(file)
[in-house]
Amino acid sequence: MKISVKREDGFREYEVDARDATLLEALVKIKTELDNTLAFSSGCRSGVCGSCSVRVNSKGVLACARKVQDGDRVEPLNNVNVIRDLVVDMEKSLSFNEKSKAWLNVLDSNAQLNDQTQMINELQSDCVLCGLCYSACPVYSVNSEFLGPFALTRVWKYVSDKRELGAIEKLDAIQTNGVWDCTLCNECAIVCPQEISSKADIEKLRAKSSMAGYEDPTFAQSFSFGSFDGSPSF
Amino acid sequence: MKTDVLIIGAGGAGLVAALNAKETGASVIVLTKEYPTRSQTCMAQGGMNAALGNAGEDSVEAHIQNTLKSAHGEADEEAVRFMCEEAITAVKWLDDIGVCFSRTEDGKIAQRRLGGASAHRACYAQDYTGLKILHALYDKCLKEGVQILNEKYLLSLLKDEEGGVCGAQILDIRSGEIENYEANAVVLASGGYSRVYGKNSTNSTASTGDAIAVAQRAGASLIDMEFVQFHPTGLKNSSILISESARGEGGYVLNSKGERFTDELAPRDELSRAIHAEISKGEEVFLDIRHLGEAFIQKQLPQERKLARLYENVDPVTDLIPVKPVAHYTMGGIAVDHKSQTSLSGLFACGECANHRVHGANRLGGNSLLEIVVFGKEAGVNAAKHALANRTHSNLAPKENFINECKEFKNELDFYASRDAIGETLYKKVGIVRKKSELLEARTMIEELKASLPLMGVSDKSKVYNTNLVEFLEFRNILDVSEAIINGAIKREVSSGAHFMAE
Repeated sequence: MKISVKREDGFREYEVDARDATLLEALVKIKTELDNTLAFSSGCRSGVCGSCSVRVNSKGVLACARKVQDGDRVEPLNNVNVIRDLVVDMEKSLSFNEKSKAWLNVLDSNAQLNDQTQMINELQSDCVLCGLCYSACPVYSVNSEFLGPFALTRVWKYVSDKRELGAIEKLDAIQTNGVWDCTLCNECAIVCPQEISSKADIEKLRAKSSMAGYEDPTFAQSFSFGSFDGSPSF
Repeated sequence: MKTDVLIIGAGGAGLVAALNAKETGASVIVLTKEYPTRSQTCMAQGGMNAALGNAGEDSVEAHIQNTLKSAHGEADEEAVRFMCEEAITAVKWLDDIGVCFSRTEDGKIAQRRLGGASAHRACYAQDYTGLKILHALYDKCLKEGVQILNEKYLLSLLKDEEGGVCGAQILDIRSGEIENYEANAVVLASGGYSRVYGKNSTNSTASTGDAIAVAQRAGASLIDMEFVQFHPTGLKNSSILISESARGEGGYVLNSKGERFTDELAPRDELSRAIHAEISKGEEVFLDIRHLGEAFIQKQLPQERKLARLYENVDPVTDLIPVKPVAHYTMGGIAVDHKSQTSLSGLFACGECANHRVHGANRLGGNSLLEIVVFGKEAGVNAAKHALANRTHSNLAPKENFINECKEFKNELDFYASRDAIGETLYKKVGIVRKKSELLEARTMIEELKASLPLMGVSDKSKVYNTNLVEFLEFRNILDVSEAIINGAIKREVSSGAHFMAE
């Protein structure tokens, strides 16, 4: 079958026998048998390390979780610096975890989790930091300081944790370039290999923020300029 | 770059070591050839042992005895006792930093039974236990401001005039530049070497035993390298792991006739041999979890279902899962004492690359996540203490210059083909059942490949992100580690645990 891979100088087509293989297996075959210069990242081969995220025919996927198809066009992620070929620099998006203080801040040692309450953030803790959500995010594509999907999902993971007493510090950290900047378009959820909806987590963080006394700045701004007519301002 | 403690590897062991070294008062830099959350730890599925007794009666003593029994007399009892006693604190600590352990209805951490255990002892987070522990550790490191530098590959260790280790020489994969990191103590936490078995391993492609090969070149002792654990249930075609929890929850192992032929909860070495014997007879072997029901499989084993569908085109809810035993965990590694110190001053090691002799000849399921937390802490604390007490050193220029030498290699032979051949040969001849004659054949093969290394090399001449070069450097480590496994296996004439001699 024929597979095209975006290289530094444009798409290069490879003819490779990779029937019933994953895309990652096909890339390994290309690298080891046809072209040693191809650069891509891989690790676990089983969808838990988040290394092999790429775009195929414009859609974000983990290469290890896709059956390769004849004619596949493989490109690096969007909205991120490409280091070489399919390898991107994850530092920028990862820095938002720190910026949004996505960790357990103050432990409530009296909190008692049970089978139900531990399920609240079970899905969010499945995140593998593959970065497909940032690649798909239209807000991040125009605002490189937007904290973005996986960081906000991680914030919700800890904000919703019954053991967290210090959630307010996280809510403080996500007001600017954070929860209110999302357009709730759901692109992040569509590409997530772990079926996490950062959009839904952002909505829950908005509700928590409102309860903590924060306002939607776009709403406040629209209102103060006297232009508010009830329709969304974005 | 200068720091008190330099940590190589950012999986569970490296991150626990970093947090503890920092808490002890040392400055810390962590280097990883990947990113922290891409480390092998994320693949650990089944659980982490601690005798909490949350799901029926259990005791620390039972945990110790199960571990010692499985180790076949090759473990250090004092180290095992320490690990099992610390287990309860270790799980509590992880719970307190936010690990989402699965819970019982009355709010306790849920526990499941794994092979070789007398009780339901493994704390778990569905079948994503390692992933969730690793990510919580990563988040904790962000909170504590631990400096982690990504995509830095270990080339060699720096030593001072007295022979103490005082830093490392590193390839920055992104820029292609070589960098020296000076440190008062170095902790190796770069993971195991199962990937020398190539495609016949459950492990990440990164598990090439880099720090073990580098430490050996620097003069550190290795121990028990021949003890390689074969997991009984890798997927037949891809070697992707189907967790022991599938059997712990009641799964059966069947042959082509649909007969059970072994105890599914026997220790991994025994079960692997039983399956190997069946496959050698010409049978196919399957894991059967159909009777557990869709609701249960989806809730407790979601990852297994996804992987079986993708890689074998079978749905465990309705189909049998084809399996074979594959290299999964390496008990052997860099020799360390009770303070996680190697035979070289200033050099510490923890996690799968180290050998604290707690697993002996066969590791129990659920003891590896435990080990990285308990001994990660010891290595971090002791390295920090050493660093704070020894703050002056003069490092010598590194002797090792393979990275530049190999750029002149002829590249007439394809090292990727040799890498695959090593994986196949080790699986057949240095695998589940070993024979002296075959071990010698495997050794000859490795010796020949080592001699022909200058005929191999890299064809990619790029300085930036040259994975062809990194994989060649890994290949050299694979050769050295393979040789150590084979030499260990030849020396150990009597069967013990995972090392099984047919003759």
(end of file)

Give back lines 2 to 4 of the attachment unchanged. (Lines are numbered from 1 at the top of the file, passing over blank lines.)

Amino acid sequence: MKISVKREDGFREYEVDARDATLLEALVKIKTELDNTLAFSSGCRSGVCGSCSVRVNSKGVLACARKVQDGDRVEPLNNVNVIRDLVVDMEKSLSFNEKSKAWLNVLDSNAQLNDQTQMINELQSDCVLCGLCYSACPVYSVNSEFLGPFALTRVWKYVSDKRELGAIEKLDAIQTNGVWDCTLCNECAIVCPQEISSKADIEKLRAKSSMAGYEDPTFAQSFSFGSFDGSPSF
Amino acid sequence: MKTDVLIIGAGGAGLVAALNAKETGASVIVLTKEYPTRSQTCMAQGGMNAALGNAGEDSVEAHIQNTLKSAHGEADEEAVRFMCEEAITAVKWLDDIGVCFSRTEDGKIAQRRLGGASAHRACYAQDYTGLKILHALYDKCLKEGVQILNEKYLLSLLKDEEGGVCGAQILDIRSGEIENYEANAVVLASGGYSRVYGKNSTNSTASTGDAIAVAQRAGASLIDMEFVQFHPTGLKNSSILISESARGEGGYVLNSKGERFTDELAPRDELSRAIHAEISKGEEVFLDIRHLGEAFIQKQLPQERKLARLYENVDPVTDLIPVKPVAHYTMGGIAVDHKSQTSLSGLFACGECANHRVHGANRLGGNSLLEIVVFGKEAGVNAAKHALANRTHSNLAPKENFINECKEFKNELDFYASRDAIGETLYKKVGIVRKKSELLEARTMIEELKASLPLMGVSDKSKVYNTNLVEFLEFRNILDVSEAIINGAIKREVSSGAHFMAE
Repeated sequence: MKISVKREDGFREYEVDARDATLLEALVKIKTELDNTLAFSSGCRSGVCGSCSVRVNSKGVLACARKVQDGDRVEPLNNVNVIRDLVVDMEKSLSFNEKSKAWLNVLDSNAQLNDQTQMINELQSDCVLCGLCYSACPVYSVNSEFLGPFALTRVWKYVSDKRELGAIEKLDAIQTNGVWDCTLCNECAIVCPQEISSKADIEKLRAKSSMAGYEDPTFAQSFSFGSFDGSPSF